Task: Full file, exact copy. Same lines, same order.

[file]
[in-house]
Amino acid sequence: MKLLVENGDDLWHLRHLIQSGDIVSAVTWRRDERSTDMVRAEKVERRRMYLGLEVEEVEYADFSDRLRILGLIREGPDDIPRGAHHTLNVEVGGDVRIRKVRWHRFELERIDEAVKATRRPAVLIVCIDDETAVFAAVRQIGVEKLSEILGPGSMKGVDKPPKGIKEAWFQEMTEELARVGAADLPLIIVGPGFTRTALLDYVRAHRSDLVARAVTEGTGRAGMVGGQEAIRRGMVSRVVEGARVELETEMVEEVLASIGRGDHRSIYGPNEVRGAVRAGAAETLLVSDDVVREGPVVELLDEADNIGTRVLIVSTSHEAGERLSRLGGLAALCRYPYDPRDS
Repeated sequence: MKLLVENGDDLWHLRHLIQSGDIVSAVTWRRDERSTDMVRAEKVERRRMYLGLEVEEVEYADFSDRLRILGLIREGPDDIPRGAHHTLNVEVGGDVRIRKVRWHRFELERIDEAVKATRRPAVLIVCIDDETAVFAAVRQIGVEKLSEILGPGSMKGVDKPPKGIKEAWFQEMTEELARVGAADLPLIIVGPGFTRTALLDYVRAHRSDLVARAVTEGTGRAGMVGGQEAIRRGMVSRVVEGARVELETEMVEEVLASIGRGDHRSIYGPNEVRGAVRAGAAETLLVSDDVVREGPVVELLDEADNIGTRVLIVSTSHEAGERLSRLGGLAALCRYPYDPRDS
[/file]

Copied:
[in-house]
Amino acid sequence: MKLLVENGDDLWHLRHLIQSGDIVSAVTWRRDERSTDMVRAEKVERRRMYLGLEVEEVEYADFSDRLRILGLIREGPDDIPRGAHHTLNVEVGGDVRIRKVRWHRFELERIDEAVKATRRPAVLIVCIDDETAVFAAVRQIGVEKLSEILGPGSMKGVDKPPKGIKEAWFQEMTEELARVGAADLPLIIVGPGFTRTALLDYVRAHRSDLVARAVTEGTGRAGMVGGQEAIRRGMVSRVVEGARVELETEMVEEVLASIGRGDHRSIYGPNEVRGAVRAGAAETLLVSDDVVREGPVVELLDEADNIGTRVLIVSTSHEAGERLSRLGGLAALCRYPYDPRDS
Repeated sequence: MKLLVENGDDLWHLRHLIQSGDIVSAVTWRRDERSTDMVRAEKVERRRMYLGLEVEEVEYADFSDRLRILGLIREGPDDIPRGAHHTLNVEVGGDVRIRKVRWHRFELERIDEAVKATRRPAVLIVCIDDETAVFAAVRQIGVEKLSEILGPGSMKGVDKPPKGIKEAWFQEMTEELARVGAADLPLIIVGPGFTRTALLDYVRAHRSDLVARAVTEGTGRAGMVGGQEAIRRGMVSRVVEGARVELETEMVEEVLASIGRGDHRSIYGPNEVRGAVRAGAAETLLVSDDVVREGPVVELLDEADNIGTRVLIVSTSHEAGERLSRLGGLAALCRYPYDPRDS